A 176-pound (80 kilograms) chunk of concrete cladding has fallen from year-old Library and Learning Centre at the University of Economics Vienna. This, unfortunately, isn’t the first time the Zaha Hadid-designed structure has malfunctioned; last year, an “assembly error” was deemed the reason why a large piece of fiberglass-reinforced concrete crashed down in front of the building’s entrance.
When fears regarding environmental pollution and potential catastrophe were at a high in the 1970s, Haus-Rucker-Co set out to develop a “new concept of architecture.” Based in Vienna, the group was known for their interactive exhibitions and their development of utopian architectural ideas, which showed how people could affect their own environment. Now, their work between 1967 and 1977 is the theme of “Architectural Utopia Reloaded,” the latest exhibition on display at the Haus am Waldsee in Berlin.
Atelier Thomas Pucher has won first prize in an invited competition to realize a cluster of “Urban Terraces” in Vienna. Described as a product of the “modern patchwork city,” the project is designed to connect its residents to the surrounding districts and open space through the “countless sight lines” preserved by the circular nature of the mid-rise buildings. This is intended to achieve a sense of “urban porosity” within a stacked residential landscape.
Architects: PPAG architects
Location: Stadtpark, 1030 Vienna, Austria
Project Leader: Manfred Karl Botz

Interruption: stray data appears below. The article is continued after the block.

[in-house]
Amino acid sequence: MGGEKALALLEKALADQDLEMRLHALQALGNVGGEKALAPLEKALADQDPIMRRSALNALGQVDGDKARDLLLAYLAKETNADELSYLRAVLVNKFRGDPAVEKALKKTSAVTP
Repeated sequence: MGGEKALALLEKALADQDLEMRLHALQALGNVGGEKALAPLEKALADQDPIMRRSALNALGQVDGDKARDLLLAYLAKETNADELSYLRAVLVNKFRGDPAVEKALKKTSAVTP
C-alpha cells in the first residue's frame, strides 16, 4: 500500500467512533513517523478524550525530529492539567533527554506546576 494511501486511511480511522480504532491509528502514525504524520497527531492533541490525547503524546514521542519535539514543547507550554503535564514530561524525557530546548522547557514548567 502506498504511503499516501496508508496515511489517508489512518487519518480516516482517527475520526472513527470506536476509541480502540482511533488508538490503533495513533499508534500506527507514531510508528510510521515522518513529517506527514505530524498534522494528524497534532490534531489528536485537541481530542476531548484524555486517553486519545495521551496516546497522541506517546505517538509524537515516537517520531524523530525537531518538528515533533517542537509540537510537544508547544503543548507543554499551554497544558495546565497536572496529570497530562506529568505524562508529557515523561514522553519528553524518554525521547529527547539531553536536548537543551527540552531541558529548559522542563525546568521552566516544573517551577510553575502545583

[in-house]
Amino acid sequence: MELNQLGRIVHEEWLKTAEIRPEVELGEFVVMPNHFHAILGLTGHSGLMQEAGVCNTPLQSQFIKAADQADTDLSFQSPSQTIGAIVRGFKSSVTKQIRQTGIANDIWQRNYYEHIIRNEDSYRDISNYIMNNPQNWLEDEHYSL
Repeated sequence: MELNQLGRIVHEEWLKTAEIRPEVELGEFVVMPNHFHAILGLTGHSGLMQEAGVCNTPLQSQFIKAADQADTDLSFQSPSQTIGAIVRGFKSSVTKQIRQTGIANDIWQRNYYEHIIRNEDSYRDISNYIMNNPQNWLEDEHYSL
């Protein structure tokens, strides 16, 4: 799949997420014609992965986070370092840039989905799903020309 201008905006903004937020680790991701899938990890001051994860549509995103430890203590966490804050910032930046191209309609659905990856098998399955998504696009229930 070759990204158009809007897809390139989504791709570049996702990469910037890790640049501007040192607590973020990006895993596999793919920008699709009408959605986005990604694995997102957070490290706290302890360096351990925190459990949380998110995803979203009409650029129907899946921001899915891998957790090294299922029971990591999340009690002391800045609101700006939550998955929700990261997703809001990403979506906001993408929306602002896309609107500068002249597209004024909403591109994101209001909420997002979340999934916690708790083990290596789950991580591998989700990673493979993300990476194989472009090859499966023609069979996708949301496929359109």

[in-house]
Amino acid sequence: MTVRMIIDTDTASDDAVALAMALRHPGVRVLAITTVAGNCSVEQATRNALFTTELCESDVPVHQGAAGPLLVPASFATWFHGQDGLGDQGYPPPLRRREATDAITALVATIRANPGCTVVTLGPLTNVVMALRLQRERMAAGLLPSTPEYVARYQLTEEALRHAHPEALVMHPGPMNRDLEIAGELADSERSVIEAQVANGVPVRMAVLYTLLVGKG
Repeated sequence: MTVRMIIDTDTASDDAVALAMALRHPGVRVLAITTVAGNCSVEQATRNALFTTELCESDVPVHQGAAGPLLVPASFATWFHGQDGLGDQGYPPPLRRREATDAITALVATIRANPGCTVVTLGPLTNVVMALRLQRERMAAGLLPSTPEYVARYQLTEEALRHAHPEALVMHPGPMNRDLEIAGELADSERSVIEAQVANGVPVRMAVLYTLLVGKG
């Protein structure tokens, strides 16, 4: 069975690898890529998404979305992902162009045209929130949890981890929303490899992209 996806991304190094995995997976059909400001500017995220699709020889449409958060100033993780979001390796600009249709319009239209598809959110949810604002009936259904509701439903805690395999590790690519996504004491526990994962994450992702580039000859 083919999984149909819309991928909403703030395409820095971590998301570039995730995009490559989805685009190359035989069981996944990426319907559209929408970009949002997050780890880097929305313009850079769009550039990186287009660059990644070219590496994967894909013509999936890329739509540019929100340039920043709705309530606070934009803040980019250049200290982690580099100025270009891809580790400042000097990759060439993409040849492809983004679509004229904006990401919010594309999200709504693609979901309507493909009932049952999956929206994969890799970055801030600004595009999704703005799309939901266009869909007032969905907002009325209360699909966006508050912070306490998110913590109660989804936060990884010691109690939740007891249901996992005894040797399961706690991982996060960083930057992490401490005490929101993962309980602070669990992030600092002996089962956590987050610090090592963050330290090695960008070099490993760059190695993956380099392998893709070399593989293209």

Planning Team: Roland Basista, Jakub Dvorak, Patrick Hammer, Annika Hillebrand, Philipp Müllner, Lucie Najvarova, Adrian Trifu, Felix Zankel
Area: 1950.0 sqm
Photographs: Helmut Pierer, Courtesy of PPAG architects
The Science Secondary School in Kinkplatz, Vienna is the work of late Modernist architect Helmut Richter. Considered to be his most iconic and enduring work, Richter’s school is now faced with partial demolition to make way for a conversion of the building’s use and architects from around the world are making an effort to prevent that demolition from happening. Influential individuals, from Zaha Hadid to Bernard Tschumi, have signed a petition voicing their dissent and demanding that Richter’s legacy be protected. See the details, and sign the petition, after the break.
In the wake of the global financial crisis, banking scandals and government bailouts have made countless news headlines around the world. With such large sums of taxpayer money being funneled to the troubled financial sector, ordinary individuals are left to wonder how it will affect their own lives. But how can an entire country rise up and make their voices heard when it is nearly impossible to understand the magnitude of such an injustice? In Austria, a group of innovative students from the Technical University of Vienna set out to answer this question and have taken to a new form of protest in order to make the consequences of one Europe’s largest financial scandals in recent history a tangible reality.
To demonstrate the €19 billion price tag of Austria’s recent bailout of Hypo-Alpe-Adria, students designed and built a scale model of a fictional city called “Hypotopia,” a portmanteau of the bank’s name and “utopia.” According to Lukas Zeilbauer, “while utopia stands for an ideal fictitious world, ‘hypo’ is a Greek word meaning under, beneath or bellow – so a change coming from the bottom, from the folk.” Embodying an idealistic society with plentiful renewable resources and public education for people of all ages, the model city would theoretically contain 102,574 inhabitants, making it the sixth largest city in Austria.
Read on after the break to find out how an architecture model has drawn international attention and propelled an entire country to take action.